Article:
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exquisite felicity and delicate lightness of phrase, so difficult to handle without spoiling, which characterise the Odes of Horace above all other poems.

The space given to the Notes has necessarily been somewhat limited but it is hoped that difficulties of construction have not been passed over, and that the illustrations and references explain sufficiently the very numerous and various allusions which are found in the writings of Horace.

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THOSE to whom he writings of Horace have given delight (and a great company they are, readers of various ages, countries, tastes, dispositions,) owe a debt of gratitude first of all to Horace's good father, then to the poets Virgil and Varius, and then to his friend and patron Mæcenas; for without all of them the life of Horace had been quite different, and literature had been without one of its most charming authors. No doubt even the childhood of Horace had influence upon his future life. He was born near the source of one of the southern tributaries of the impetuous Aufidus, now called Ofanto, the river of Apulia, often mentioned by him, and so dear to his early recollections, that he exalts it to be a representative stream, as had been used the harmonious names of Mæander and Eurotas, and the other rivers of the poetry of Greece. Venusia, now Venosa, his birth-place, is situate in a beautiful country on the side of the Apennines towards the Adriatic. In this romantic region he wandered as a child near the pointed peaks of the mountain Vultur, or under Acherontia, built like a nest on a steep hill, or amid the woods and glens of Bantia, or by the lowly village of Forentum. The Apennines with their sombre forests of pine, and summits rising over each other, described so well in the Mysteries of Udolpho, had charms for Goethe, though a foreigner; and a poetic child born amongst them would find them a meet nurse. In the poetry of the ancients there are none of those elaborate and idealized descriptions of scenery found so often in modern writers; yet Horace, like Virgil, often gives a picture of places by epithets carefully chosen. When his fame as a poet was established, he would look back with a natural gratitude to the scenery of his childhood, and fancy that the gods protected the spirited boy from bears and serpents in his roamings among the hills, and that doves, the birds of Venus, like the robin redbreasts of later stories, threw on the sleeping child leaves of sacred myrtle and holy bay. Venusia had been an important Roman colony for upwards of 300 years, ever since the days of the Samnite Hither fled some of the Roman troops after the defeat at Cannæ. Nature never intended Horace for a soldier: but he, who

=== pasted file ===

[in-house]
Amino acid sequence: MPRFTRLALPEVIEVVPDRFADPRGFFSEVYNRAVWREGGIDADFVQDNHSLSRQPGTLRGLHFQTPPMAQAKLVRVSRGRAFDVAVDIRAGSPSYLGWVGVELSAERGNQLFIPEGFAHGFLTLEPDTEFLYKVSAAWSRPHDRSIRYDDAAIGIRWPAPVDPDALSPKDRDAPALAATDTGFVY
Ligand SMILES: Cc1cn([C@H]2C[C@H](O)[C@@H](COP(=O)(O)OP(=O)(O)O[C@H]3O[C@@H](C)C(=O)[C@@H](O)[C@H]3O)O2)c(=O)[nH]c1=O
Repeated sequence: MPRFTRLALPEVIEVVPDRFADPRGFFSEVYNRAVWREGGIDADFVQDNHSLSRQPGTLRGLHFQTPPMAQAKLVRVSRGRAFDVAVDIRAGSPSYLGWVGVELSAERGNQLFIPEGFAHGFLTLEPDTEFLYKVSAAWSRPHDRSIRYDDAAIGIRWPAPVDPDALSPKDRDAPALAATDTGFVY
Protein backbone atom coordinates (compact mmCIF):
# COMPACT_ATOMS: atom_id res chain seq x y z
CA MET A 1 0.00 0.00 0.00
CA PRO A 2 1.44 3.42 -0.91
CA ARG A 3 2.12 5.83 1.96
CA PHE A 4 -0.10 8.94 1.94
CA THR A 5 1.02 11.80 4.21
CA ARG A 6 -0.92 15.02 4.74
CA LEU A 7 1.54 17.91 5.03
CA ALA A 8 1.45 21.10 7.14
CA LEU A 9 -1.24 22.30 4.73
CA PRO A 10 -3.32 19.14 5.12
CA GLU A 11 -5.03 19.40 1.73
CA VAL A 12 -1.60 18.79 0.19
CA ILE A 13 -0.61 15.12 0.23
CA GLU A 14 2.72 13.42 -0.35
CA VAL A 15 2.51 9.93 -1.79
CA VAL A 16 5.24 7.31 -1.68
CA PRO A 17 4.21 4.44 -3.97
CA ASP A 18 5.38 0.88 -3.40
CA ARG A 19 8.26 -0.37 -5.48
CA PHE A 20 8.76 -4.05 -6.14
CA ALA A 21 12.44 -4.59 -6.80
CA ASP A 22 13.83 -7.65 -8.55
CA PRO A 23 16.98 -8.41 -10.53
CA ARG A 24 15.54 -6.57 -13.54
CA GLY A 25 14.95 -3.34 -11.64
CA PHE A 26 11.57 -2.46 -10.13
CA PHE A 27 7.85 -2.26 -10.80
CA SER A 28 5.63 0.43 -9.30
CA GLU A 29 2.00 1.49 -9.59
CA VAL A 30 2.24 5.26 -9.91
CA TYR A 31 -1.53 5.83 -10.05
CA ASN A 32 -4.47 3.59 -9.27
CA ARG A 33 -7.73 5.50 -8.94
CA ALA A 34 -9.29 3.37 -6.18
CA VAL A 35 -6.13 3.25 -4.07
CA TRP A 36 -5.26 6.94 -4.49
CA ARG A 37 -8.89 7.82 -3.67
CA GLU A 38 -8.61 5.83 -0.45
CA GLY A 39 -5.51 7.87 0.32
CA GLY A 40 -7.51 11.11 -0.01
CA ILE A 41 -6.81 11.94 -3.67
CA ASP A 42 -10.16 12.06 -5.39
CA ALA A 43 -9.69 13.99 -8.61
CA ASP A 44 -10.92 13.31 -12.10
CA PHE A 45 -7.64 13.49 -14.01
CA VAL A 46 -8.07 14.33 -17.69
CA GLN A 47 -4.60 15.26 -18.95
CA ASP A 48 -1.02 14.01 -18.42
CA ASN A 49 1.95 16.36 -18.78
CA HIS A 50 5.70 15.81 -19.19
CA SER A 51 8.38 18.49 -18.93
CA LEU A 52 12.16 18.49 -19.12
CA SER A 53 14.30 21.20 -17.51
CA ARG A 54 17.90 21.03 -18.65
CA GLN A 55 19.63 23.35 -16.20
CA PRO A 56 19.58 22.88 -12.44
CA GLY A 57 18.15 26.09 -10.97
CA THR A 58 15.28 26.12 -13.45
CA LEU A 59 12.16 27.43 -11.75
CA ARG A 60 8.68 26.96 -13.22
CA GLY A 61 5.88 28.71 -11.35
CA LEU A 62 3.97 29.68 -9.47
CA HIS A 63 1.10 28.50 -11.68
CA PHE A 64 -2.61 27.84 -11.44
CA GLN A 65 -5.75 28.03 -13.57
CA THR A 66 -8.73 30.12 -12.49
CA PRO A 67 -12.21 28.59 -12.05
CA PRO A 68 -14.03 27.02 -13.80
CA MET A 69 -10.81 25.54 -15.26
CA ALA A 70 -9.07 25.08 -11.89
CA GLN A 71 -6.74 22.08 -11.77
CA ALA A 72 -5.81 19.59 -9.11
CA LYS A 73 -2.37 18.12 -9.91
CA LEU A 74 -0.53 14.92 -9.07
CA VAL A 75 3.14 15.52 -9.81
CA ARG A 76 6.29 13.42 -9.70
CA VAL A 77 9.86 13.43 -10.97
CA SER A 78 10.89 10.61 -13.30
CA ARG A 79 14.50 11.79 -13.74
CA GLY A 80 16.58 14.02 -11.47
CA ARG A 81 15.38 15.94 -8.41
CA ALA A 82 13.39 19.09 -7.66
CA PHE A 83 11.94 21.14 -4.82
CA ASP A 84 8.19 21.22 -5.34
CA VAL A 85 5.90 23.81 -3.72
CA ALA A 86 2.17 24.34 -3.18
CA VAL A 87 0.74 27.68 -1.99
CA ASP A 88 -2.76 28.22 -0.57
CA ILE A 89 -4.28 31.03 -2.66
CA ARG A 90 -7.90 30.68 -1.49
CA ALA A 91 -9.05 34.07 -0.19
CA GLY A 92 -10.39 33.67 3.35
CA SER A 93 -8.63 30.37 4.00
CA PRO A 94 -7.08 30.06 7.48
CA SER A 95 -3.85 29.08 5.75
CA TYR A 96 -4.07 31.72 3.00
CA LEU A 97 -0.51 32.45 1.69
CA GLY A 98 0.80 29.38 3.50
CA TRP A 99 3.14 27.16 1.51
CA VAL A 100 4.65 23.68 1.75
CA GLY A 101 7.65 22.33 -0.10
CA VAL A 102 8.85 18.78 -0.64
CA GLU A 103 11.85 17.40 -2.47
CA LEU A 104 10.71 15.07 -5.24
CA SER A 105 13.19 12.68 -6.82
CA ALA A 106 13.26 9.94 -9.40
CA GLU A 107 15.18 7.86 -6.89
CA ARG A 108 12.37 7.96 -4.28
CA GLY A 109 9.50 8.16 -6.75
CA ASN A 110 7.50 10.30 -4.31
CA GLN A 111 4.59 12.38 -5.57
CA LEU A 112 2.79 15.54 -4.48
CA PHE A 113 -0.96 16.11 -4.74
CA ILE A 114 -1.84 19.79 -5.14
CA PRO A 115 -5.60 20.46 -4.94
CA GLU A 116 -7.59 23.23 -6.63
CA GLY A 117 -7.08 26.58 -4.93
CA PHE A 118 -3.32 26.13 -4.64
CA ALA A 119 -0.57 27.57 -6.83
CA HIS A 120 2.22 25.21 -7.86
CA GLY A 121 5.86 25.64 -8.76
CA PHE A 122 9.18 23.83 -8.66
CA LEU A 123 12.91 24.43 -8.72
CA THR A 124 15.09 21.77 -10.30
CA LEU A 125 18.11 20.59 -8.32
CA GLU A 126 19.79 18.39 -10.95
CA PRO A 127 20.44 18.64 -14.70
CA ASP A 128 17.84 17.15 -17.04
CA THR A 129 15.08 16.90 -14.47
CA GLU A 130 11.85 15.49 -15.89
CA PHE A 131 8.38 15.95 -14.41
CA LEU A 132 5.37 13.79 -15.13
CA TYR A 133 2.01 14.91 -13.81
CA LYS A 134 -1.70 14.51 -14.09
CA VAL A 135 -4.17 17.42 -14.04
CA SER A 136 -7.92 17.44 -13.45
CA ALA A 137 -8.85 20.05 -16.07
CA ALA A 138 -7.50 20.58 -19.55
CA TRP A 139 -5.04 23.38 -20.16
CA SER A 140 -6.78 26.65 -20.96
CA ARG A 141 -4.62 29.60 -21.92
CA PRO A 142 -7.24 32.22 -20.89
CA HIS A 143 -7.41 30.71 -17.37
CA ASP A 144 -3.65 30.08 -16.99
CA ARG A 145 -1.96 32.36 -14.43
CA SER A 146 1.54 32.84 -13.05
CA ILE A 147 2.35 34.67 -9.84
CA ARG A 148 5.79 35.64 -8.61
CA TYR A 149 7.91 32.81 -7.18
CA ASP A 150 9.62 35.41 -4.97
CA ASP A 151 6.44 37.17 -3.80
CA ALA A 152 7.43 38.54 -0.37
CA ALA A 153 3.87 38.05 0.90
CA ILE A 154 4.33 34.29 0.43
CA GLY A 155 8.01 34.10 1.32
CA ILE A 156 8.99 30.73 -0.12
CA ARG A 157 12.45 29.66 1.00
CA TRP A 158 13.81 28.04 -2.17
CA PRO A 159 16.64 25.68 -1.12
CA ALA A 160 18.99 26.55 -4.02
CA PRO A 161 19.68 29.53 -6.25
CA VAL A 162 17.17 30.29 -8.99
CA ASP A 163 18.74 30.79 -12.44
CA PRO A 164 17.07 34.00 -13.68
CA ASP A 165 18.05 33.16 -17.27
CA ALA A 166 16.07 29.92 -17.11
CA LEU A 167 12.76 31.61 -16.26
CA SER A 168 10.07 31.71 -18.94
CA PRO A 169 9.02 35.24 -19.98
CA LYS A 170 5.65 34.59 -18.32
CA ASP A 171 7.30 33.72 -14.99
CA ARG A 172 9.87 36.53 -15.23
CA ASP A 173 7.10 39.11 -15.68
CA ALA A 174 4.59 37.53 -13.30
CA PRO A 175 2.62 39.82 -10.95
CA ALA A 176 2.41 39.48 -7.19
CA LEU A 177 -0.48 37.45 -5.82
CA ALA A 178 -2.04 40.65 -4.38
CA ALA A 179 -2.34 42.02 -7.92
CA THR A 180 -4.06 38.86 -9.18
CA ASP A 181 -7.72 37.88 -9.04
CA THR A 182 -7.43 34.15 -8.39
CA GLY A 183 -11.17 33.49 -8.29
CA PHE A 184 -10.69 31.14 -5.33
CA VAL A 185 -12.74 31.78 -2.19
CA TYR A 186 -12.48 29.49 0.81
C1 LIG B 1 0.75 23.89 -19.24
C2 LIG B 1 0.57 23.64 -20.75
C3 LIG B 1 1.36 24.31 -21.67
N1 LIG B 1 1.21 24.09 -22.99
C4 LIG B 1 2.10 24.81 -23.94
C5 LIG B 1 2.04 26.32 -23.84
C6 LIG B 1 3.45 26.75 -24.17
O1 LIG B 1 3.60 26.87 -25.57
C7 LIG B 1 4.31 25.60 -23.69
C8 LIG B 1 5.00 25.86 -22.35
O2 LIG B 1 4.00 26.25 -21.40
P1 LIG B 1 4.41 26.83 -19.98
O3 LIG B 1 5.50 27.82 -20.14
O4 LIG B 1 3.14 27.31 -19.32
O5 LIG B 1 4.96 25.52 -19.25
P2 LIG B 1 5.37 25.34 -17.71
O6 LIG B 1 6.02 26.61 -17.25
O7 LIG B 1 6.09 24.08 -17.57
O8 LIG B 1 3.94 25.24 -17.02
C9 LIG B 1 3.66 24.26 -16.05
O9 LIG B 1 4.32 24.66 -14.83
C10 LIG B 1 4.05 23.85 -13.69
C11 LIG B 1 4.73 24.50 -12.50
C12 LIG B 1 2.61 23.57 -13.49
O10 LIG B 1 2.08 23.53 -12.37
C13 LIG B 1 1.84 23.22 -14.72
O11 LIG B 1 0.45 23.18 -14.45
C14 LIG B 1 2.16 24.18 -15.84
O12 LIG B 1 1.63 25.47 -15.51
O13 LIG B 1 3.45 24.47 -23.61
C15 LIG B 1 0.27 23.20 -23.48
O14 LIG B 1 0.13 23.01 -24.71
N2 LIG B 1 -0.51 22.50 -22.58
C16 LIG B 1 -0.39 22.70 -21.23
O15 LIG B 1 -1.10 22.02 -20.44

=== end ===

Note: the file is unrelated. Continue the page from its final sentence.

was born in a military town, became for a short time a tribune or colonel in the Roman army, and often expresses an admiration for Roman courage in war.

Horace nowhere makes mention of his mother, and we do not know whether she was a freed-woman, or free-born; he only says in one place that he was the child of lowly parents. It is likely enough that she died when he was young; else Horace, whose character is marked by affectionate gratitude, would probably have mentioned her. There is hardly anything more beautiful in the writings of antiquity than the way in which he speaks of that good father, whom he says he would not change for any parent who had held high office in the state. His father spared no expense and pains in his education. By him was the boy guarded from every taint of evil. None of the other Roman poets (except Terence, who was a slave, but born at Carthage, and of what rank there we do not know,) sprang from so humble an origin. His father had been a slave. The man who enfranchised the father little thought what would be the consequence of that enfranchisement. No wonder, as Horace himself tells us, and as Suetonius in his Life of Horace observes, that his father's low estate and calling were made a reproach to the prosperous friend of Augustus and Mæcenas. How bravely Horace answered this taunt, every reader of the poet knows. Indeed, he owed all to his father. If he had not given his son such a liberal education, Horace would probably have passed his days in the obscure town of Venusia, engaged there in some petty trade, and been an entertaining companion at the suppers of the centurions and their families. A more striking example cannot be given of what may depend on some humble instrument, who at a certain time behaves with spirit and generosity. Horace must have profited much by the lessons which he had in Livius Andronicus, and the other early poets of Rome, though he did not, when a man, highly esteem those authors who had cost him many a flogging, even as he has caused many a flogging to schoolboys since. His teacher Orbilius was like many a teacher, sour-tempered, free-spoken, given to whipping, one who earned more fame than money, and had reason to complain of the interference of parents. But if Horace, when delivered from the rod of Orbilius the grammarian, had received no more education, he had never been the Lyric poet of Rome. To a school was to be added a University, and kindly Athens, the only city in the world that could do it, was to finish what Rome had begun,

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